Vote Russell Brand Off The Stage

There is a constant refrain that people do not take responsibility anymore for their actions, nor want to put the hard work in. Ambition has been replaced by the supposed ease of celebrity – that there is a spotlight with your name on it, you just need to find that stage where it shines for you to be a star. Forget that whether you want to be a number one selling artist or a rocket scientist you need talent, dedication, and hard work. Desire to make dreams come true is not enough, and no matter how much effort you put in you may never earn the pay off.

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For Russell Brand, this eventual pay off eventually came from being prepared to do anything – such as in a pub toilet to jerk a man off and then being jerked off in turn for a documentary in 2002 – showing that such a hands on approach to climbing up the greasy poll to achieve Celebrity A status can be useful. An earned status which ten years later means on set Russell can allegedly get away with harassing a wardrobe assistant into flashing her breasts at him. Because what matters is the film, dignity can go hang – this is showbiz – so reach for the stars and get your tits out for a grinning toss pot.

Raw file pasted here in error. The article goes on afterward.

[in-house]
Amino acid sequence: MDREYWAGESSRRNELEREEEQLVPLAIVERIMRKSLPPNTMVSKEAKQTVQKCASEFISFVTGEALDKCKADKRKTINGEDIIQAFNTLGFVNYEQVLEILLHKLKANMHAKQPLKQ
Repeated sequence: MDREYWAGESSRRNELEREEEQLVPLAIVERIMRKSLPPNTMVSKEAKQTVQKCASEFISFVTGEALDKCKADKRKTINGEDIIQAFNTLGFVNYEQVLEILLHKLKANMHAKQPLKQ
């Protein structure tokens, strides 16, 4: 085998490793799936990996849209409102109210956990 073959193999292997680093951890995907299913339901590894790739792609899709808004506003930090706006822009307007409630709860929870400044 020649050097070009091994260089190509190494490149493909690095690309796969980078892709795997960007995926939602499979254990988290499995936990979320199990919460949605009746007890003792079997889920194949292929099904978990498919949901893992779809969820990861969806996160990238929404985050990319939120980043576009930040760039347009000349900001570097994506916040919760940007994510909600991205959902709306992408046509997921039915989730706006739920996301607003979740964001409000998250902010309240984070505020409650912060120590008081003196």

The cheeky chappy trickster continues to get away with not being pulled up on his behaviour – see Paxman video above. Recently editing The New Statesman Brand begins:

When I was asked to edit an issue of the New Statesman I said yes because it was a beautiful woman asking me. I chose the subject of revolution because the New Statesman is a political magazine and imagining the overthrow of the current political system is the only way I can be enthused about politics.

The irony is because the capitalist system recognises the Brand image that sells movies, DvDs and magazines a business minded woman who understands the word profit (unlike Brand) will therefore employ a sexually harassing degenerate irresponsible jack ass. People cheer his rant against the system, and he gets away with it as a loveable rogue.

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His mind numbing crass outlook on life is so lapped up Brand can tell us we have no responsibility because we are all going on instinct.